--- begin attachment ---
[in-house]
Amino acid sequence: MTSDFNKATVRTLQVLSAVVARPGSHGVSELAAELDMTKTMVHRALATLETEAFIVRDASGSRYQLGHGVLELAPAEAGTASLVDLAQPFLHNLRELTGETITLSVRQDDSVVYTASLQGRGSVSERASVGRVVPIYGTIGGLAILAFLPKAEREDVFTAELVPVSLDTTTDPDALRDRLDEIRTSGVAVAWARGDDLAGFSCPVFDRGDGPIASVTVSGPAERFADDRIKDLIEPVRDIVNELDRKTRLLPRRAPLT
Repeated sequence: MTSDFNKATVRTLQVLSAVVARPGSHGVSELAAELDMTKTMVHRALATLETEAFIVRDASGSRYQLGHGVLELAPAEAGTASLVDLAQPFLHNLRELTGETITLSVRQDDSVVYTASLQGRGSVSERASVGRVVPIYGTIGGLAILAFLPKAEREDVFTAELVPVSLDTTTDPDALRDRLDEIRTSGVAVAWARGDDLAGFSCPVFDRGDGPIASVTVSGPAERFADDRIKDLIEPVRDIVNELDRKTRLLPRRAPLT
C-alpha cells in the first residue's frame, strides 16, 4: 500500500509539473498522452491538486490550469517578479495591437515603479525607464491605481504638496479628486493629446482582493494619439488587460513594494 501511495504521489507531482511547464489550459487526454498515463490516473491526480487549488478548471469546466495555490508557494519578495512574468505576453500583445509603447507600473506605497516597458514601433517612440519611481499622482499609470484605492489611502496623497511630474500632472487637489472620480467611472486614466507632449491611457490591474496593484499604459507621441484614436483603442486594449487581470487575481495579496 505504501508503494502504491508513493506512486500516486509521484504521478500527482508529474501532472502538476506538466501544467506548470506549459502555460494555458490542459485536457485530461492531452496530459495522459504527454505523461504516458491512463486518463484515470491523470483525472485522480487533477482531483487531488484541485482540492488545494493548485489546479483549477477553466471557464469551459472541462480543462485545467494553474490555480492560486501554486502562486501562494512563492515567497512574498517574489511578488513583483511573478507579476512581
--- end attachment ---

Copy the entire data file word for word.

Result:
[in-house]
Amino acid sequence: MTSDFNKATVRTLQVLSAVVARPGSHGVSELAAELDMTKTMVHRALATLETEAFIVRDASGSRYQLGHGVLELAPAEAGTASLVDLAQPFLHNLRELTGETITLSVRQDDSVVYTASLQGRGSVSERASVGRVVPIYGTIGGLAILAFLPKAEREDVFTAELVPVSLDTTTDPDALRDRLDEIRTSGVAVAWARGDDLAGFSCPVFDRGDGPIASVTVSGPAERFADDRIKDLIEPVRDIVNELDRKTRLLPRRAPLT
Repeated sequence: MTSDFNKATVRTLQVLSAVVARPGSHGVSELAAELDMTKTMVHRALATLETEAFIVRDASGSRYQLGHGVLELAPAEAGTASLVDLAQPFLHNLRELTGETITLSVRQDDSVVYTASLQGRGSVSERASVGRVVPIYGTIGGLAILAFLPKAEREDVFTAELVPVSLDTTTDPDALRDRLDEIRTSGVAVAWARGDDLAGFSCPVFDRGDGPIASVTVSGPAERFADDRIKDLIEPVRDIVNELDRKTRLLPRRAPLT
C-alpha cells in the first residue's frame, strides 16, 4: 500500500509539473498522452491538486490550469517578479495591437515603479525607464491605481504638496479628486493629446482582493494619439488587460513594494 501511495504521489507531482511547464489550459487526454498515463490516473491526480487549488478548471469546466495555490508557494519578495512574468505576453500583445509603447507600473506605497516597458514601433517612440519611481499622482499609470484605492489611502496623497511630474500632472487637489472620480467611472486614466507632449491611457490591474496593484499604459507621441484614436483603442486594449487581470487575481495579496 505504501508503494502504491508513493506512486500516486509521484504521478500527482508529474501532472502538476506538466501544467506548470506549459502555460494555458490542459485536457485530461492531452496530459495522459504527454505523461504516458491512463486518463484515470491523470483525472485522480487533477482531483487531488484541485482540492488545494493548485489546479483549477477553466471557464469551459472541462480543462485545467494553474490555480492560486501554486502562486501562494512563492515567497512574498517574489511578488513583483511573478507579476512581